Dollar Cost Averaging – A sound investment strategy to help you stay invested for the long-term.

Dollar Cost Averaging – A long-term investment strategy to help you stay invested.

After witnessing the volatility in share prices over recent years, most people would be forgiven for choosing not to rush into the share market. However, historical records have proven that over the last 100 years that the average return for the Australian sharemarket has been greater than 11%.

During that time, our market witnessed many major set backs, including the Great Depression of the 1930s, several wars, the OPEC oil crisis and credit crunch of the 1970s, the share market crash of 1987 and the Global Financial Crisis 21 years later. But for every low, a recovery has been made.

What stops most people from investing in (or returning to) the share market is not knowing the best time to jump in. Although nobody knows exactly when a market or a particular share price has found its base price, we can employ a strategy to remove this speculation and focus on a longer term investment plan.

Averaging into the share market

A simple strategy investors can use to smooth out market volatility is known as ‘Dollar Cost Averaging’. This form of a savings plan involves putting aside funds on a regular basis to make investments into the market at regular intervals. This is a great strategy for people who don’t have a large sum of money to invest immediately but are able to build up an investment portfolio over time. The other advantage of investing this way is that it removes the decision-making process of trying to pick the cheapest time to invest (which is next to impossible). Instead, investing regularly in the market applies the concept of ‘dollar cost averaging’.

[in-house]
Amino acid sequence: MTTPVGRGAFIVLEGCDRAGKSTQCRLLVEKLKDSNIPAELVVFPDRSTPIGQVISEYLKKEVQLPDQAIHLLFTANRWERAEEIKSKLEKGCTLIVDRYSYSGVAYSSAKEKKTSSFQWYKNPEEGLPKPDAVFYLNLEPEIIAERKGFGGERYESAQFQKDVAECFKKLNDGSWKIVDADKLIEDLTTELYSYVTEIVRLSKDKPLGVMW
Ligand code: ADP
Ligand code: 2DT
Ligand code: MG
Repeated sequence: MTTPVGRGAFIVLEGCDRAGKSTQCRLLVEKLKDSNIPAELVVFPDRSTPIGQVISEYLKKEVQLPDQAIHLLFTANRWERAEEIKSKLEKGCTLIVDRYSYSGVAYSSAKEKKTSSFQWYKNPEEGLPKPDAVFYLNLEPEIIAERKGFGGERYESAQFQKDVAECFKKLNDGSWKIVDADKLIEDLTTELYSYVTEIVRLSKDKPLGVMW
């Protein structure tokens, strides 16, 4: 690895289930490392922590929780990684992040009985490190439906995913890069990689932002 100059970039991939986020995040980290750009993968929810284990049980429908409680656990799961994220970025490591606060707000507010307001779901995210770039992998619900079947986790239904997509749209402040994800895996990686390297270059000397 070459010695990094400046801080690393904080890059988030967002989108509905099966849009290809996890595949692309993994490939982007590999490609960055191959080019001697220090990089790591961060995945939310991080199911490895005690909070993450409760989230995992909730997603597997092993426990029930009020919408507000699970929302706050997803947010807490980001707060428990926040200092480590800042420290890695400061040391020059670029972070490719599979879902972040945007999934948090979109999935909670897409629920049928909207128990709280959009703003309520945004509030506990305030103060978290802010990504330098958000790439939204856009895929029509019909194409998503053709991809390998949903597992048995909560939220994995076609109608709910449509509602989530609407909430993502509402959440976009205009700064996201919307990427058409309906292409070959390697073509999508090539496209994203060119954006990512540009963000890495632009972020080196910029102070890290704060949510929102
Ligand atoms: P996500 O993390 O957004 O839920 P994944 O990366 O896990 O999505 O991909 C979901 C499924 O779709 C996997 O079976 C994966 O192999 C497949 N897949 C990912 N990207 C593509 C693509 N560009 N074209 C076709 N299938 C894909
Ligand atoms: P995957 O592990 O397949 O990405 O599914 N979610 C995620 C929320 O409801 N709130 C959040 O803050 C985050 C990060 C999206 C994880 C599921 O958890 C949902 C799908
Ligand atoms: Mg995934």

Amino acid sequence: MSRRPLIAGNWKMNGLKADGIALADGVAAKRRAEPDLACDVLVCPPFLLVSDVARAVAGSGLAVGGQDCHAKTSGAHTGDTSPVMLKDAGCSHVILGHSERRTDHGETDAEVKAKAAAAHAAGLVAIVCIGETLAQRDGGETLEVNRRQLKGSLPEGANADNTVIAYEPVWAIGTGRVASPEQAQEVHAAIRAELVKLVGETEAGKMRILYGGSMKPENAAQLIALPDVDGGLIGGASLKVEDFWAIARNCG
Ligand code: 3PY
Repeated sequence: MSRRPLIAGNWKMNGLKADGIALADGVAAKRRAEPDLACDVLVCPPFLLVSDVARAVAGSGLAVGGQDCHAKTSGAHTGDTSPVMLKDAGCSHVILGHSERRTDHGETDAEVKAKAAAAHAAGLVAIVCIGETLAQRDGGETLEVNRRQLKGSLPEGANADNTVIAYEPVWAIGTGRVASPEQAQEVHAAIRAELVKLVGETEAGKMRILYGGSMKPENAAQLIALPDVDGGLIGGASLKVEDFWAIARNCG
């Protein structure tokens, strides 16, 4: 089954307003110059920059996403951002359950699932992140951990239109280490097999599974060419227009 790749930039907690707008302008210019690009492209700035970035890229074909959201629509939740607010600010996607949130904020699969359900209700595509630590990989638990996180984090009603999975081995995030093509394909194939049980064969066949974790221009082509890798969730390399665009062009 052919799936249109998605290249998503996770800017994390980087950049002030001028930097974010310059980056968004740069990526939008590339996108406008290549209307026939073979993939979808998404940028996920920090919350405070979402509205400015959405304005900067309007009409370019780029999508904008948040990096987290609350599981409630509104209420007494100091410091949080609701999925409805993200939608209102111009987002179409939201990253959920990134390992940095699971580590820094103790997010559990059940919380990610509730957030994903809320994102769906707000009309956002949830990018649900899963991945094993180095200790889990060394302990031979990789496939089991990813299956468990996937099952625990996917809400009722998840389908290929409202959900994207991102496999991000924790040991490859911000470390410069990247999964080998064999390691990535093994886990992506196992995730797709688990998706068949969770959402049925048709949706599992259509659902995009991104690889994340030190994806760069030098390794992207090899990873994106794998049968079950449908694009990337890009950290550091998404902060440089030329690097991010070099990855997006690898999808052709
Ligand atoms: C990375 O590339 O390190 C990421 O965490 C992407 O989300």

The aim of dollar cost averaging is that the average cost of the investments will always be below the average value of the investments during the period in question.

For example

An investor John initially has $100,000 in savings and anticipates he will be able to save $5,000 every 3 months. During this time the share price rises and falls, which gives the overall result as follows:

Market MovementInvestmentShare PriceShares Purchased 
 
Initial$100,000$10.0010,000 
Share price in 3 months’ time$5,000$10.50476 
Share price falls in 6 months’ time$5,000$9.00555 
Share price rises in 9 months’ time$5,000$9.50526 
Share price as at 12 months’ time$5,000$10.00500 
Totals$120,000 12,057 

 

As can be seen in the table, John benefits despite the upward and downward fluctuations in the market. If he had invested the same total of $120,000 initially then he would have only received a total of 12,000 shares but with this strategy he gains an extra 57 shares due to market fluctuations.

 

 

Disclaimer: This information has been prepared by Primestock Securities Limited ABN 67 089 676 068, AFSL 239180 (“Prime”). Prime accepts no obligation to correct or update the information or opinions in it. This information does not take into account your objectives, financial situation or needs. Before acting on this information, you should consider whether it is appropriate to your situation. It is recommended that you obtain financial, legal and taxation advice before making any financial investment decision. Prime is bound by the Australian Privacy Principles for the handling of personal information.

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